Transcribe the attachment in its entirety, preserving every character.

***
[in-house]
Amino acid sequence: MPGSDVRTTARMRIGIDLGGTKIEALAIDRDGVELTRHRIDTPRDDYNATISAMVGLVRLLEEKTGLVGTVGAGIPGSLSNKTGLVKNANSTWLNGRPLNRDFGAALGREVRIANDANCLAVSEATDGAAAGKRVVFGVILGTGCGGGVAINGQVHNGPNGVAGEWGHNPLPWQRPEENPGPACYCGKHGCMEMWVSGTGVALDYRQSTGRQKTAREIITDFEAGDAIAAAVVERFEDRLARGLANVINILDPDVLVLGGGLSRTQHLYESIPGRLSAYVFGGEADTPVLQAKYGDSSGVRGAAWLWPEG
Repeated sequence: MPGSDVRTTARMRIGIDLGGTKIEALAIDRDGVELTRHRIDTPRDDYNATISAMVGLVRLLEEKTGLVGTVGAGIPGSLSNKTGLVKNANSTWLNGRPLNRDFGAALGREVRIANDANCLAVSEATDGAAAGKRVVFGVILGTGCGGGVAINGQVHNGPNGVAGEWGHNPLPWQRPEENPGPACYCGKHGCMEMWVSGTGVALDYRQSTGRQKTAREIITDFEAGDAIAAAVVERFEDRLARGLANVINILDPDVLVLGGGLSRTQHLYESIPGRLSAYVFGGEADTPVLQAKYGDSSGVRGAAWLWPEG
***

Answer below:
[in-house]
Amino acid sequence: MPGSDVRTTARMRIGIDLGGTKIEALAIDRDGVELTRHRIDTPRDDYNATISAMVGLVRLLEEKTGLVGTVGAGIPGSLSNKTGLVKNANSTWLNGRPLNRDFGAALGREVRIANDANCLAVSEATDGAAAGKRVVFGVILGTGCGGGVAINGQVHNGPNGVAGEWGHNPLPWQRPEENPGPACYCGKHGCMEMWVSGTGVALDYRQSTGRQKTAREIITDFEAGDAIAAAVVERFEDRLARGLANVINILDPDVLVLGGGLSRTQHLYESIPGRLSAYVFGGEADTPVLQAKYGDSSGVRGAAWLWPEG
Repeated sequence: MPGSDVRTTARMRIGIDLGGTKIEALAIDRDGVELTRHRIDTPRDDYNATISAMVGLVRLLEEKTGLVGTVGAGIPGSLSNKTGLVKNANSTWLNGRPLNRDFGAALGREVRIANDANCLAVSEATDGAAAGKRVVFGVILGTGCGGGVAINGQVHNGPNGVAGEWGHNPLPWQRPEENPGPACYCGKHGCMEMWVSGTGVALDYRQSTGRQKTAREIITDFEAGDAIAAAVVERFEDRLARGLANVINILDPDVLVLGGGLSRTQHLYESIPGRLSAYVFGGEADTPVLQAKYGDSSGVRGAAWLWPEG